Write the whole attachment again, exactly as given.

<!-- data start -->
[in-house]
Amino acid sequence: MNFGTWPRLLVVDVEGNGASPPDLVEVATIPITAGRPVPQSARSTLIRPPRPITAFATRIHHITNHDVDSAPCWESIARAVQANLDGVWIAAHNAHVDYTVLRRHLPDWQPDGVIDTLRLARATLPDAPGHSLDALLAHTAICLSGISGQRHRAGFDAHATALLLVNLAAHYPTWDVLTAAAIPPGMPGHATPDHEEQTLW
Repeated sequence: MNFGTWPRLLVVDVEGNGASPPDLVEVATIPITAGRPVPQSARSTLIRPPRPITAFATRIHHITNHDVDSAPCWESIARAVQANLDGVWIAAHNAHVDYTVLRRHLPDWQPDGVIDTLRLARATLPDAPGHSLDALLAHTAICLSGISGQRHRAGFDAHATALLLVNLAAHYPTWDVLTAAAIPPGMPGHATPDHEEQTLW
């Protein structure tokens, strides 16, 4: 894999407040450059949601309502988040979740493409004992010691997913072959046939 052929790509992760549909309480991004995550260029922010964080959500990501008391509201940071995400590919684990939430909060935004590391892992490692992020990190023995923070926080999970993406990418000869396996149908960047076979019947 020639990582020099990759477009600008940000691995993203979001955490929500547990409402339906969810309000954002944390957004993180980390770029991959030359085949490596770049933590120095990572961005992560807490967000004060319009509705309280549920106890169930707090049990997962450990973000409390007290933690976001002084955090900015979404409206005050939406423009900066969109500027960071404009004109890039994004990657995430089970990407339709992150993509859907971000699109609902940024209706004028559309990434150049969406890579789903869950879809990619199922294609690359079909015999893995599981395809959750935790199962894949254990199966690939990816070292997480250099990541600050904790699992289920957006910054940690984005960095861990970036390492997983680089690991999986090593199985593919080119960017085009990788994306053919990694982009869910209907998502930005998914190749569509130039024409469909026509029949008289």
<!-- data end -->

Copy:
[in-house]
Amino acid sequence: MNFGTWPRLLVVDVEGNGASPPDLVEVATIPITAGRPVPQSARSTLIRPPRPITAFATRIHHITNHDVDSAPCWESIARAVQANLDGVWIAAHNAHVDYTVLRRHLPDWQPDGVIDTLRLARATLPDAPGHSLDALLAHTAICLSGISGQRHRAGFDAHATALLLVNLAAHYPTWDVLTAAAIPPGMPGHATPDHEEQTLW
Repeated sequence: MNFGTWPRLLVVDVEGNGASPPDLVEVATIPITAGRPVPQSARSTLIRPPRPITAFATRIHHITNHDVDSAPCWESIARAVQANLDGVWIAAHNAHVDYTVLRRHLPDWQPDGVIDTLRLARATLPDAPGHSLDALLAHTAICLSGISGQRHRAGFDAHATALLLVNLAAHYPTWDVLTAAAIPPGMPGHATPDHEEQTLW
């Protein structure tokens, strides 16, 4: 894999407040450059949601309502988040979740493409004992010691997913072959046939 052929790509992760549909309480991004995550260029922010964080959500990501008391509201940071995400590919684990939430909060935004590391892992490692992020990190023995923070926080999970993406990418000869396996149908960047076979019947 020639990582020099990759477009600008940000691995993203979001955490929500547990409402339906969810309000954002944390957004993180980390770029991959030359085949490596770049933590120095990572961005992560807490967000004060319009509705309280549920106890169930707090049990997962450990973000409390007290933690976001002084955090900015979404409206005050939406423009900066969109500027960071404009004109890039994004990657995430089970990407339709992150993509859907971000699109609902940024209706004028559309990434150049969406890579789903869950879809990619199922294609690359079909015999893995599981395809959750935790199962894949254990199966690939990816070292997480250099990541600050904790699992289920957006910054940690984005960095861990970036390492997983680089690991999986090593199985593919080119960017085009990788994306053919990694982009869910209907998502930005998914190749569509130039024409469909026509029949008289």